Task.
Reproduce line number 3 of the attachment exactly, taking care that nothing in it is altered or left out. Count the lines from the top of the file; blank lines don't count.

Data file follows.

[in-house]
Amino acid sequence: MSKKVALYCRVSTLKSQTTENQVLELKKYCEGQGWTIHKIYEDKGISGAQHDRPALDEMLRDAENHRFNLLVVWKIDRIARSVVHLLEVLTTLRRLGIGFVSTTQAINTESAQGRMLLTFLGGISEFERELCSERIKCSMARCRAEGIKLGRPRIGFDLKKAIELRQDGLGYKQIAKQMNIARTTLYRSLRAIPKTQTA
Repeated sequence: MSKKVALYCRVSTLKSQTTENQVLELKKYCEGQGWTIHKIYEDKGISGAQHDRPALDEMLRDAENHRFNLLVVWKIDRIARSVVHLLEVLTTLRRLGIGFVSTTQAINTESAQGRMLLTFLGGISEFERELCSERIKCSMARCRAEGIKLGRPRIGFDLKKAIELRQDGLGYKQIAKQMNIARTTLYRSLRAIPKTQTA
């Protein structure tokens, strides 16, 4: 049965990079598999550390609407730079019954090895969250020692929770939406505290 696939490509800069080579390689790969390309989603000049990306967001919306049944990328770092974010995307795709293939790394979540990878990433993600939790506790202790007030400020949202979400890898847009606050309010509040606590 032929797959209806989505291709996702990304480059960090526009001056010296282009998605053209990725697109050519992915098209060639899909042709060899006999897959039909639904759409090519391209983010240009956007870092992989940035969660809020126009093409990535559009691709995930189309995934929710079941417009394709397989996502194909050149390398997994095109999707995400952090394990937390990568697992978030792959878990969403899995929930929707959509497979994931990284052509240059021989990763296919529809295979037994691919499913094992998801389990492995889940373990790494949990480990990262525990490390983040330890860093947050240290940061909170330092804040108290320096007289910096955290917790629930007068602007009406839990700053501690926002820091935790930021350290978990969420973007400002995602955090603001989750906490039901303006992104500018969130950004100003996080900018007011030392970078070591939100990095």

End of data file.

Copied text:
Repeated sequence: MSKKVALYCRVSTLKSQTTENQVLELKKYCEGQGWTIHKIYEDKGISGAQHDRPALDEMLRDAENHRFNLLVVWKIDRIARSVVHLLEVLTTLRRLGIGFVSTTQAINTESAQGRMLLTFLGGISEFERELCSERIKCSMARCRAEGIKLGRPRIGFDLKKAIELRQDGLGYKQIAKQMNIARTTLYRSLRAIPKTQTA